Object Detection: The two stage detection framework of the R-CNN , Fast R-CNN  and Faster R-CNN  detectors has achieved great success in recent years. Many works have expanded this base architecture. For example, MS-CNN  and FPN  built a feature pyramid to effectively detect objects of various scales; the R-FCN  proposed a position-sensitive pooling to achieve further speed-ups; and the Cascade R-CNN  introduced a multi-stage cascade for high quality object detection. In parallel, single-stage object detectors, such as YOLO  and SSD , became popular for their fairly good performance and high speed. However, none of these detectors could reach high detection performance on more than one dataset/domain without finetuning. In the pre-deep learning era,  proposed a universal DPM  detector, by adding dataset specific biases to the DPM. But this solution is limited since DPM is not comparable to deep learning detectors.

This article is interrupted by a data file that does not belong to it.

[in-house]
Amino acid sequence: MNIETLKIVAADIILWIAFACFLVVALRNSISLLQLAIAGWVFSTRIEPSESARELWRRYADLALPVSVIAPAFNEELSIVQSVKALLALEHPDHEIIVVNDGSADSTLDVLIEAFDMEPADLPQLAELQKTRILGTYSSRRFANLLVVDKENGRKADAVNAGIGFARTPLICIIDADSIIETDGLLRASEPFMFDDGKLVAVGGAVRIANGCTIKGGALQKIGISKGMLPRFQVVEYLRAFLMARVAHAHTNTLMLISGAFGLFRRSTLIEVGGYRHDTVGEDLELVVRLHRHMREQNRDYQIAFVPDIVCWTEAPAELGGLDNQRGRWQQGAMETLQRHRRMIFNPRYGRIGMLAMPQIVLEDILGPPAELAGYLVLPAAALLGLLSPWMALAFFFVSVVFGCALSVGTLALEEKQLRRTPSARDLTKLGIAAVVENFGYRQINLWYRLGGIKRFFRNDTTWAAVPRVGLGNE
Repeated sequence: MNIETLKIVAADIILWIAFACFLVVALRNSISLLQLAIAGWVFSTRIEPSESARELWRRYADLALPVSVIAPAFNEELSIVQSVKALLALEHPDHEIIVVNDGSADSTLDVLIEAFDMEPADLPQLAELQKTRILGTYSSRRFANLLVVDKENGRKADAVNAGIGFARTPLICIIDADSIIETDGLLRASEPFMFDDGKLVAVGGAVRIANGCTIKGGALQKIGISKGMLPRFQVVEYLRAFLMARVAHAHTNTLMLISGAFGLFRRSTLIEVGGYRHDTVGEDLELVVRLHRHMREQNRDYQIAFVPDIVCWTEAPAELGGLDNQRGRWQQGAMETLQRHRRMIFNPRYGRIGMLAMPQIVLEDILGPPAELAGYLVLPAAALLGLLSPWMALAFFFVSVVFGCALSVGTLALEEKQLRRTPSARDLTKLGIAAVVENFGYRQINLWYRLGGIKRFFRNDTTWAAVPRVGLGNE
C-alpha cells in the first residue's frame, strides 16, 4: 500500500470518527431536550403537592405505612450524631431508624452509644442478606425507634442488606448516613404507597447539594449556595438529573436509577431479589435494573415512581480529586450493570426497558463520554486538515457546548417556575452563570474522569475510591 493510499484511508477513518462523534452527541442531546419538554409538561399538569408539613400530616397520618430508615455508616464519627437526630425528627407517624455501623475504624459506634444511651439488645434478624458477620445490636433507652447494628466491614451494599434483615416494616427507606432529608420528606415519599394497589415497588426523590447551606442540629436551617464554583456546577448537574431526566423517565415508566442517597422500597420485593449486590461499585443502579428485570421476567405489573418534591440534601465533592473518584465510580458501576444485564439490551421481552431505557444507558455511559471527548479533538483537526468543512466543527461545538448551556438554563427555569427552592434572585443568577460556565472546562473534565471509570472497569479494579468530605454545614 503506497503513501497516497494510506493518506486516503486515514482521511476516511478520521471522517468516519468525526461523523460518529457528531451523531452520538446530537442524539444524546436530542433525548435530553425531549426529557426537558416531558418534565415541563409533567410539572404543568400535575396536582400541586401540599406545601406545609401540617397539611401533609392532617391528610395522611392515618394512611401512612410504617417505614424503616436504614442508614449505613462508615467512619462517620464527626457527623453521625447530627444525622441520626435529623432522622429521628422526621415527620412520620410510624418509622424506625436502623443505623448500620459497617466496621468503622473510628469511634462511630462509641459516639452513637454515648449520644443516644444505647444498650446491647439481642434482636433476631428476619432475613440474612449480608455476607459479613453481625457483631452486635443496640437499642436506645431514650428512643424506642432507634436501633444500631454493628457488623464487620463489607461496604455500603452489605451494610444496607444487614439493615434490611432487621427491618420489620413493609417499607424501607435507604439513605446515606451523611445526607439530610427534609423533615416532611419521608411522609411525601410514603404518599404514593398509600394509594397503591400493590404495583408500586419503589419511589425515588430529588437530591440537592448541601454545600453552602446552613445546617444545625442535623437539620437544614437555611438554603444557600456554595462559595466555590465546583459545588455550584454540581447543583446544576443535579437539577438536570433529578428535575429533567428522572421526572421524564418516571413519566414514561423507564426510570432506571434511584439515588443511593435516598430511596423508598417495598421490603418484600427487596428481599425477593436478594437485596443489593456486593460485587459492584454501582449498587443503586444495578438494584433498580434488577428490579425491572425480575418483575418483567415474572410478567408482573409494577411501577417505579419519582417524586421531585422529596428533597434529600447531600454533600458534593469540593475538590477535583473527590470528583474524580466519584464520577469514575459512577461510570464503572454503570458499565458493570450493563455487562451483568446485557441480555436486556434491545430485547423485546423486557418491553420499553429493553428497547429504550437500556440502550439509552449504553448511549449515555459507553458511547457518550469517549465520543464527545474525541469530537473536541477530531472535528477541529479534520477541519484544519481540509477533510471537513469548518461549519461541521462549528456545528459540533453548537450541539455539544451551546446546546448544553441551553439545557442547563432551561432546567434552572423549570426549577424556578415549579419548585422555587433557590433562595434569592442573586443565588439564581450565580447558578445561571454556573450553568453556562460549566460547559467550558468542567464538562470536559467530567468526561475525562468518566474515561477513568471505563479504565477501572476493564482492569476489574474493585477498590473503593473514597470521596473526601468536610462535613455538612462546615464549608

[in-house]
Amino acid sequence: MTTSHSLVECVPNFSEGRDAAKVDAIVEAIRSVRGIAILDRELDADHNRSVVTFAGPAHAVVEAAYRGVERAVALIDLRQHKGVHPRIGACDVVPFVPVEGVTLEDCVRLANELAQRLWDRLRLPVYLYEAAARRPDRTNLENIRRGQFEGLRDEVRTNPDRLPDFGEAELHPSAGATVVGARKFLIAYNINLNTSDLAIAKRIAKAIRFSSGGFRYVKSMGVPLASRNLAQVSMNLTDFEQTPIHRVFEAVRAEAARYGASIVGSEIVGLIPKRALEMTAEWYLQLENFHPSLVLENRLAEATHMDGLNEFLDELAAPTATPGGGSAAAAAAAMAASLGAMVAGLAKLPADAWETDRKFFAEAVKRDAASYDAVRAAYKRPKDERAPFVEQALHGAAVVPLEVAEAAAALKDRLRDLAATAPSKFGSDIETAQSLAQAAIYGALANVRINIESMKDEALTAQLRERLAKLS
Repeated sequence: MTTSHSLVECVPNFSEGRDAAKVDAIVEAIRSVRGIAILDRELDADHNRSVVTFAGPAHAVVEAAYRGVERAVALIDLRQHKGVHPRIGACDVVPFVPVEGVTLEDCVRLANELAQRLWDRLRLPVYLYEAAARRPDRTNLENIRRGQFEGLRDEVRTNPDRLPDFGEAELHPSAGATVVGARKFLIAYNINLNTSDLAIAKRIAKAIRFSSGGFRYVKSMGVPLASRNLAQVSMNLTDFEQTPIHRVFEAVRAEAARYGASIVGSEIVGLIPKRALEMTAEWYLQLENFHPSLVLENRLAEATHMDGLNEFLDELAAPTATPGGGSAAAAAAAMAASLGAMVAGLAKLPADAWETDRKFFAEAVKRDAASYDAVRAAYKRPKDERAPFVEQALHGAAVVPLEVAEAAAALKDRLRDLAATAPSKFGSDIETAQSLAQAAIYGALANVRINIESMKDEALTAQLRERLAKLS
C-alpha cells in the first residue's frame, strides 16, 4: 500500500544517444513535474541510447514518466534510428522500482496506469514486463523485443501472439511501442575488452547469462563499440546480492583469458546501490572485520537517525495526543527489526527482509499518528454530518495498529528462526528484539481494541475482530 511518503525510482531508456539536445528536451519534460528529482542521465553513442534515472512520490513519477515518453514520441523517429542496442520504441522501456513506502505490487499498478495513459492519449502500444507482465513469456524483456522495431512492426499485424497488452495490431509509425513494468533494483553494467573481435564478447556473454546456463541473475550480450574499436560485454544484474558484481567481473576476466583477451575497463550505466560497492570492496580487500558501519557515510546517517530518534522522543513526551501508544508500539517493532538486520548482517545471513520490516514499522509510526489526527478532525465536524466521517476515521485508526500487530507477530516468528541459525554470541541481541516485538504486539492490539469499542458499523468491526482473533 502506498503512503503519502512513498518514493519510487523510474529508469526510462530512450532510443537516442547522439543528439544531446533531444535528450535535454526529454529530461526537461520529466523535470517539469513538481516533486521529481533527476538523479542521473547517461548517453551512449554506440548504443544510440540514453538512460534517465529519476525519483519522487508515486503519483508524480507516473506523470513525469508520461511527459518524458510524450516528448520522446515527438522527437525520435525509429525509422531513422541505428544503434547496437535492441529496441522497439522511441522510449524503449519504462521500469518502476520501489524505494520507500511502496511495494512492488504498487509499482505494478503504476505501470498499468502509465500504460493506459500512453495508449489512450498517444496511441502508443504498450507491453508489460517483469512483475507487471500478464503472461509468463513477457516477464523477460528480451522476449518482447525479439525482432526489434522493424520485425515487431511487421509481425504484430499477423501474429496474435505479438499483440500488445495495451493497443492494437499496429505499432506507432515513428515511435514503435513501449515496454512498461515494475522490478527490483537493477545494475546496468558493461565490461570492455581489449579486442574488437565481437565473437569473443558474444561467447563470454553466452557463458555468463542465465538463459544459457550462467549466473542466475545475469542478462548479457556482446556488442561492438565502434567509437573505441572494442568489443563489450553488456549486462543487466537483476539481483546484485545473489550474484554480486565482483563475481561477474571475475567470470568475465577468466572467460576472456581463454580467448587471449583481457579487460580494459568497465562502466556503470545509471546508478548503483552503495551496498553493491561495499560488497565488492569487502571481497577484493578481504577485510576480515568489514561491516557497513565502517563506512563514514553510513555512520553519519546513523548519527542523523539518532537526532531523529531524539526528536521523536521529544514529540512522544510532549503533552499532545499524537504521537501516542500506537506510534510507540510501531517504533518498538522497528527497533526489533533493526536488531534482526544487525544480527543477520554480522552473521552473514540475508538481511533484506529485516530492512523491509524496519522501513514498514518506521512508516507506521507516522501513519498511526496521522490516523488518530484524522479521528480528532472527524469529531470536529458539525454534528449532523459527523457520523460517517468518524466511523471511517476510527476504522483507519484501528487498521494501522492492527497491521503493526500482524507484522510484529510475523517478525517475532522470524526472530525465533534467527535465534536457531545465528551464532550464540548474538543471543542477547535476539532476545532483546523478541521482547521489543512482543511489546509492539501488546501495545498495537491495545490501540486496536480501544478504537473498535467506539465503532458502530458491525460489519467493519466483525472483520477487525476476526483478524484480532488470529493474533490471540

Multi-Task Learning: Multi-task learning (MTL) investigates how to jointly learn multiple tasks simultaneously, assuming a single input domain. Various multi-task networks [25, 62, 13, 28, 50, 63] have been proposed for joint solution of tasks such as object recognition, object detection, segmentation, edge detection, human pose, depth, action recognition, etc., by leveraging information sharing across tasks. However, the sharing is not always beneficial, sometimes hurting performance [7, 22]. To address this,  proposed a cross-stitch unit, which combines tasks of different types, eliminating the need to search through several architectures on a per task basis.  studied the common structure and relationships of several different tasks.